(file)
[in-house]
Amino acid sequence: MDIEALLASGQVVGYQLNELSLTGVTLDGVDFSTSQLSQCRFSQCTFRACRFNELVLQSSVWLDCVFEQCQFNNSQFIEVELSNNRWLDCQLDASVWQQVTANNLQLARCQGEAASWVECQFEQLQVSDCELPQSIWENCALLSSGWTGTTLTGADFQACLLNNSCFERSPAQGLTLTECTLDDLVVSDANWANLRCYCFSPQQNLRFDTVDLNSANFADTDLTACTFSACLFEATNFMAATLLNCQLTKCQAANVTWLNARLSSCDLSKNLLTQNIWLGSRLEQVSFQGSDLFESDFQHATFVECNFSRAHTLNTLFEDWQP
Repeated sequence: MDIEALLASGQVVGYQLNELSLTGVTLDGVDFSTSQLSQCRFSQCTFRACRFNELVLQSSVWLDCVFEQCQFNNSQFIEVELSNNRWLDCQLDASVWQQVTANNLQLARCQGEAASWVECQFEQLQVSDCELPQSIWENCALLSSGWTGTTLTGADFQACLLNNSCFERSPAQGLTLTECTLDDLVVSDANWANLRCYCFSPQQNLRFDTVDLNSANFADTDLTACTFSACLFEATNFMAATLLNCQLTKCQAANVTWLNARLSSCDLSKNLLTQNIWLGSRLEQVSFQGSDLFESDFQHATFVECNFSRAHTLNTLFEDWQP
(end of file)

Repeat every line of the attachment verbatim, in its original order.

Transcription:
[in-house]
Amino acid sequence: MDIEALLASGQVVGYQLNELSLTGVTLDGVDFSTSQLSQCRFSQCTFRACRFNELVLQSSVWLDCVFEQCQFNNSQFIEVELSNNRWLDCQLDASVWQQVTANNLQLARCQGEAASWVECQFEQLQVSDCELPQSIWENCALLSSGWTGTTLTGADFQACLLNNSCFERSPAQGLTLTECTLDDLVVSDANWANLRCYCFSPQQNLRFDTVDLNSANFADTDLTACTFSACLFEATNFMAATLLNCQLTKCQAANVTWLNARLSSCDLSKNLLTQNIWLGSRLEQVSFQGSDLFESDFQHATFVECNFSRAHTLNTLFEDWQP
Repeated sequence: MDIEALLASGQVVGYQLNELSLTGVTLDGVDFSTSQLSQCRFSQCTFRACRFNELVLQSSVWLDCVFEQCQFNNSQFIEVELSNNRWLDCQLDASVWQQVTANNLQLARCQGEAASWVECQFEQLQVSDCELPQSIWENCALLSSGWTGTTLTGADFQACLLNNSCFERSPAQGLTLTECTLDDLVVSDANWANLRCYCFSPQQNLRFDTVDLNSANFADTDLTACTFSACLFEATNFMAATLLNCQLTKCQAANVTWLNARLSSCDLSKNLLTQNIWLGSRLEQVSFQGSDLFESDFQHATFVECNFSRAHTLNTLFEDWQP